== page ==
PGT

Guidance on ISMs, Dissertations and Projects


Supporting Masters, PGCert and PGDip students

While everyone is living in unprecedented circumstances, Postgraduate Taught students typically have demands and difficulties beyond those of many others.

We recognise how unsettling the past few weeks have been for you, and we are committed to explaining how our decisions on policy and the provision of support apply to you.

Many of the steps we have taken to support all students are particularly relevant to those with family responsibilities or doing part time work, especially postgraduates.

For example, the extended durations of online assessments and the revised exceptional circumstances policy are to help you to perform well, or if your personal situation means you cannot, quickly and straightforwardly get an appropriate adjustment.

We have also been thinking hard about how we need to adapt the way we recognise students’ achievement in their degree award and transcript. Postgraduate taught students will receive a degree transcript that summarises the difficult and extraordinary conditions under which you have had to complete your studies. We will enable you to demonstrate your ability despite the context of the pandemic, in ways that reflect the nature of your degree, as well as the flexibility that comes from the independence of your study.

The following guidance is an update on support for your independent study modules, dissertations and projects.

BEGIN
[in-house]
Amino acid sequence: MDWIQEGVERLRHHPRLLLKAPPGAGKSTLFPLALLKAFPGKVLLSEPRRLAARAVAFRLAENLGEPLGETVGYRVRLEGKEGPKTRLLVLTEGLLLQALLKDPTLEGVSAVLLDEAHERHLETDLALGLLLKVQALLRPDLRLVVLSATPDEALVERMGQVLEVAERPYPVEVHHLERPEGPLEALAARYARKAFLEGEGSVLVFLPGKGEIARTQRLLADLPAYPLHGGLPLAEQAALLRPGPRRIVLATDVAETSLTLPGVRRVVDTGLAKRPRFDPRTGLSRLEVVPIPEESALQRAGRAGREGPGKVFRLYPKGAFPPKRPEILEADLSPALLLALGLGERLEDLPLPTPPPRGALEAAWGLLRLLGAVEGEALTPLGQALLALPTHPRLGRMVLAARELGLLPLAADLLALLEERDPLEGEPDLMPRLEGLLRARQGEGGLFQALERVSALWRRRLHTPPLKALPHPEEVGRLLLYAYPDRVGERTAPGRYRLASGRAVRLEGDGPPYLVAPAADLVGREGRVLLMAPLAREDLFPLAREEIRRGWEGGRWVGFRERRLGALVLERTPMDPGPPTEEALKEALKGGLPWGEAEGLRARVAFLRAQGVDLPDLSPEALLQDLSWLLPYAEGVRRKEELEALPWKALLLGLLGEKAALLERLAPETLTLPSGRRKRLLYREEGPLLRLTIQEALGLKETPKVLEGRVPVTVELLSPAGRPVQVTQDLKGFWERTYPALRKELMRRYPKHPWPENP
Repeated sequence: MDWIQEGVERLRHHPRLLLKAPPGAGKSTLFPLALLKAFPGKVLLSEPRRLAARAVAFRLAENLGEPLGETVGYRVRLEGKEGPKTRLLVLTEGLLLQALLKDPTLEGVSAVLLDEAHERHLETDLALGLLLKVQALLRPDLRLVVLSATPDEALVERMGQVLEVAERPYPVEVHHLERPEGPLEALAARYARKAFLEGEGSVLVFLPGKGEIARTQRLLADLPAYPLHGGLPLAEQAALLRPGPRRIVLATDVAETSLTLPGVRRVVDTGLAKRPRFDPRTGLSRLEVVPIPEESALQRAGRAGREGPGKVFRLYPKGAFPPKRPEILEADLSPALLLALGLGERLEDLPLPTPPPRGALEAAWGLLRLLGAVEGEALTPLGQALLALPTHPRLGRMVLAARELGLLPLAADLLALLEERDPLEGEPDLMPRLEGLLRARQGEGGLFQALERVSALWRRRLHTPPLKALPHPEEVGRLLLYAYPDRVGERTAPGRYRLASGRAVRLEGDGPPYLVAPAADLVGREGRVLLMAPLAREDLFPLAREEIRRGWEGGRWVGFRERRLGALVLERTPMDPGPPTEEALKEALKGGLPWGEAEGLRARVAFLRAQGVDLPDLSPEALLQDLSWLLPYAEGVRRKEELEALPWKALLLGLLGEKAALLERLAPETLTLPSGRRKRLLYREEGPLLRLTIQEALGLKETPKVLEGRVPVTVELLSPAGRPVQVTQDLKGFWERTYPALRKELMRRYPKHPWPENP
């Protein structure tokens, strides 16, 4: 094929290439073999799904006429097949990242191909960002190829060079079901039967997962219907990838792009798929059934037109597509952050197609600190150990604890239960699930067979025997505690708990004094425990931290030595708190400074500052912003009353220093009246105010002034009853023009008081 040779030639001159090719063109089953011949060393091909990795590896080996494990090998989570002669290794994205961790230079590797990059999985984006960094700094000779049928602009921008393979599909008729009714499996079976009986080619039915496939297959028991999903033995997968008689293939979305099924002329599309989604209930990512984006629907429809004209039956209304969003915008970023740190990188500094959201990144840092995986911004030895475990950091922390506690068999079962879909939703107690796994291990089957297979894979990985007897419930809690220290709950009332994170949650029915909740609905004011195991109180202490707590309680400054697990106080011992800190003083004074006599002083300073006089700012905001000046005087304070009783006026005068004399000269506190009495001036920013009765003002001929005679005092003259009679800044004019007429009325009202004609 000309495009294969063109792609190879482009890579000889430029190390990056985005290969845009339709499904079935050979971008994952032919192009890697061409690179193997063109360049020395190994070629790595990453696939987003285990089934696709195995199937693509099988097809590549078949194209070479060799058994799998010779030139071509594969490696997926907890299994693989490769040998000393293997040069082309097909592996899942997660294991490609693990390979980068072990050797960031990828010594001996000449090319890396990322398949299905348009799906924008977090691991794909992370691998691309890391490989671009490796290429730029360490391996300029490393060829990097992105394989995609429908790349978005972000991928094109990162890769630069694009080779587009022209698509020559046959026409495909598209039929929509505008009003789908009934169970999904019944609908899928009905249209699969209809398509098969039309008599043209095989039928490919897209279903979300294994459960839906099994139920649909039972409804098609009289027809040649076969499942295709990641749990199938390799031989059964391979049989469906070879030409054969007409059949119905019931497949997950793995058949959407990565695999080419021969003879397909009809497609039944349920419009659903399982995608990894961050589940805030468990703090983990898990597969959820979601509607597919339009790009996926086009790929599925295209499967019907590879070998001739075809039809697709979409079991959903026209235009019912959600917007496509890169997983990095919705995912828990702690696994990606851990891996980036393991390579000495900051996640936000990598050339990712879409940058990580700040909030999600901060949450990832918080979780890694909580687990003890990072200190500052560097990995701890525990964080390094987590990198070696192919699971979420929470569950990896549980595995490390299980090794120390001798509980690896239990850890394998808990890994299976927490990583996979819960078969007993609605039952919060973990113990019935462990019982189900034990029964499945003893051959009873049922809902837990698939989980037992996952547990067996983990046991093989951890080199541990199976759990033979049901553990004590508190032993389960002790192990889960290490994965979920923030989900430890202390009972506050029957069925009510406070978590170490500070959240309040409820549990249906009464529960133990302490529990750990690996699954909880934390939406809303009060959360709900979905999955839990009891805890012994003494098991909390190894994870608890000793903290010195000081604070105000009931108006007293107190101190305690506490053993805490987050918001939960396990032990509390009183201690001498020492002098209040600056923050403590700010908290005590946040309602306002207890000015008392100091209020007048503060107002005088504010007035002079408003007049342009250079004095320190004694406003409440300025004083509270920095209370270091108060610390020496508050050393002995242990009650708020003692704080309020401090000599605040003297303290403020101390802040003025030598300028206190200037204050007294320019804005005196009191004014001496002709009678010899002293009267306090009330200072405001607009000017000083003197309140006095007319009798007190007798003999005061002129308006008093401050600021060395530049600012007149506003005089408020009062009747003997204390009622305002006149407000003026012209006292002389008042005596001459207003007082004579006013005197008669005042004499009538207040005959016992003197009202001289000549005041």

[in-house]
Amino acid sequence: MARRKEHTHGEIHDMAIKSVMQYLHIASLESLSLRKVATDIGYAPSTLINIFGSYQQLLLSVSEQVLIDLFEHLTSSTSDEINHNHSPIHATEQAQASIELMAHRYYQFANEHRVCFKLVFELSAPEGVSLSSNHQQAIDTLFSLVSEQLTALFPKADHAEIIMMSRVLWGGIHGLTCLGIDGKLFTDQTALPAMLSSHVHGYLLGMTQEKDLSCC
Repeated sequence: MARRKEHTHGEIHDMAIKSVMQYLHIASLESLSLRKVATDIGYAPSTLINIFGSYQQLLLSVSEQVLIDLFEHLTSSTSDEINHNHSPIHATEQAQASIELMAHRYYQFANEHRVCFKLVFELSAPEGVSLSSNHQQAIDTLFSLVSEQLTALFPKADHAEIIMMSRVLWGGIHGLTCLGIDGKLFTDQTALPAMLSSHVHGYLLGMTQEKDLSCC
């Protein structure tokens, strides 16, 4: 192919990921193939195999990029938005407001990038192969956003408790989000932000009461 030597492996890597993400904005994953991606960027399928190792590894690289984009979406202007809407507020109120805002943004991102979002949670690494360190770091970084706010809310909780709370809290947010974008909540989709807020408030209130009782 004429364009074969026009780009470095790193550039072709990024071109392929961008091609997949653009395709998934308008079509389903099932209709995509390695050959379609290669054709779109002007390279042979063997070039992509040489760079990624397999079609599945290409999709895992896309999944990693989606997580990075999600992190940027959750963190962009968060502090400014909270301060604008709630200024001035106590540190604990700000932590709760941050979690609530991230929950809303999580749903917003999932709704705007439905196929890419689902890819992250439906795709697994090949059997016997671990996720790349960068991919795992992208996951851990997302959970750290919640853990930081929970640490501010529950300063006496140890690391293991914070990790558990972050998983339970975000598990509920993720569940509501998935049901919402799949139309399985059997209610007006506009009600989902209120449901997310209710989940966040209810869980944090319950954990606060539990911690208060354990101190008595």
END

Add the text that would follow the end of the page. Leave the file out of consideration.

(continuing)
Why there isn't a 'safety net' for PGT students

The idea of a safety net is that if we can form a reliable estimate of how someone would have done across the whole academic year, we can use that number as a guaranteed minimum for the year average. To find out more, see our undergraduate safety net page.

At postgraduate level, we have introduced other protections in the way that we award merits and distinctions (see below). We haven't introduced a safety net because we have concerns about the validity and robustness of the estimator, the equity between students who have different amounts of credits in the bag, and how we could apply it to different student types eg those that are part-time. This video explains some of these issues in more detail.

We've also produced a video explaining our move to online assessments, including how we're trying to reduce stress for our students and ensure that their degrees still have the value that they always have had. You can watch this on our teaching, learning, assessment and progression page.

Protecting and supporting the academic achievement of our PGT students